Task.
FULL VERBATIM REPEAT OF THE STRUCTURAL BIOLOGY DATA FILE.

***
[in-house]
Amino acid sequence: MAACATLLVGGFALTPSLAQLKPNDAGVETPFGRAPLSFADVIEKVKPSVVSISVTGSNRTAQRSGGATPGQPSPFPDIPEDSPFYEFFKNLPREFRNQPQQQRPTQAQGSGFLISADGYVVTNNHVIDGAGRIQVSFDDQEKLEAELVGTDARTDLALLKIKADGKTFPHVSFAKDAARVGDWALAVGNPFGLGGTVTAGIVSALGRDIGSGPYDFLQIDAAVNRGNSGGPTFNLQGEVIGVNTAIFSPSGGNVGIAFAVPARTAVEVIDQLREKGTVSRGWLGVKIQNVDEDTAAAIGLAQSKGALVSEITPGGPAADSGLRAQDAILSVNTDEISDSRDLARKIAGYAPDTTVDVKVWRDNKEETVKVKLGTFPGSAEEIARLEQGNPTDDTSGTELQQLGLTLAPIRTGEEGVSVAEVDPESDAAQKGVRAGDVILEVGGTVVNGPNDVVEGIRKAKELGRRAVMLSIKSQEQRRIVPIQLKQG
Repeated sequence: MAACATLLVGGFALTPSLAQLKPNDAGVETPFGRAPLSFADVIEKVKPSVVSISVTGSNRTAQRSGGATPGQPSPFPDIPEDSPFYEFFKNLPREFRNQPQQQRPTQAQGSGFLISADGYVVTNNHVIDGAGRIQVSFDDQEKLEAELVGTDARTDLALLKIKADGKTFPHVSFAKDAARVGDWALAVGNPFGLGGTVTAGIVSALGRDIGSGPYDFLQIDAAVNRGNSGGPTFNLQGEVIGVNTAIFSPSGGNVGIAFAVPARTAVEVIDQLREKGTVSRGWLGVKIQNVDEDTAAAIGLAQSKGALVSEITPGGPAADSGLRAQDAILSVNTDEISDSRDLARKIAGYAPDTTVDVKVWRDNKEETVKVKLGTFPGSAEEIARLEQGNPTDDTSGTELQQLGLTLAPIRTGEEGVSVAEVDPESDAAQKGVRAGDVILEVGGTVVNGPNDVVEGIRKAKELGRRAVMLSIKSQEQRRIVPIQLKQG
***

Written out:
[in-house]
Amino acid sequence: MAACATLLVGGFALTPSLAQLKPNDAGVETPFGRAPLSFADVIEKVKPSVVSISVTGSNRTAQRSGGATPGQPSPFPDIPEDSPFYEFFKNLPREFRNQPQQQRPTQAQGSGFLISADGYVVTNNHVIDGAGRIQVSFDDQEKLEAELVGTDARTDLALLKIKADGKTFPHVSFAKDAARVGDWALAVGNPFGLGGTVTAGIVSALGRDIGSGPYDFLQIDAAVNRGNSGGPTFNLQGEVIGVNTAIFSPSGGNVGIAFAVPARTAVEVIDQLREKGTVSRGWLGVKIQNVDEDTAAAIGLAQSKGALVSEITPGGPAADSGLRAQDAILSVNTDEISDSRDLARKIAGYAPDTTVDVKVWRDNKEETVKVKLGTFPGSAEEIARLEQGNPTDDTSGTELQQLGLTLAPIRTGEEGVSVAEVDPESDAAQKGVRAGDVILEVGGTVVNGPNDVVEGIRKAKELGRRAVMLSIKSQEQRRIVPIQLKQG
Repeated sequence: MAACATLLVGGFALTPSLAQLKPNDAGVETPFGRAPLSFADVIEKVKPSVVSISVTGSNRTAQRSGGATPGQPSPFPDIPEDSPFYEFFKNLPREFRNQPQQQRPTQAQGSGFLISADGYVVTNNHVIDGAGRIQVSFDDQEKLEAELVGTDARTDLALLKIKADGKTFPHVSFAKDAARVGDWALAVGNPFGLGGTVTAGIVSALGRDIGSGPYDFLQIDAAVNRGNSGGPTFNLQGEVIGVNTAIFSPSGGNVGIAFAVPARTAVEVIDQLREKGTVSRGWLGVKIQNVDEDTAAAIGLAQSKGALVSEITPGGPAADSGLRAQDAILSVNTDEISDSRDLARKIAGYAPDTTVDVKVWRDNKEETVKVKLGTFPGSAEEIARLEQGNPTDDTSGTELQQLGLTLAPIRTGEEGVSVAEVDPESDAAQKGVRAGDVILEVGGTVVNGPNDVVEGIRKAKELGRRAVMLSIKSQEQRRIVPIQLKQG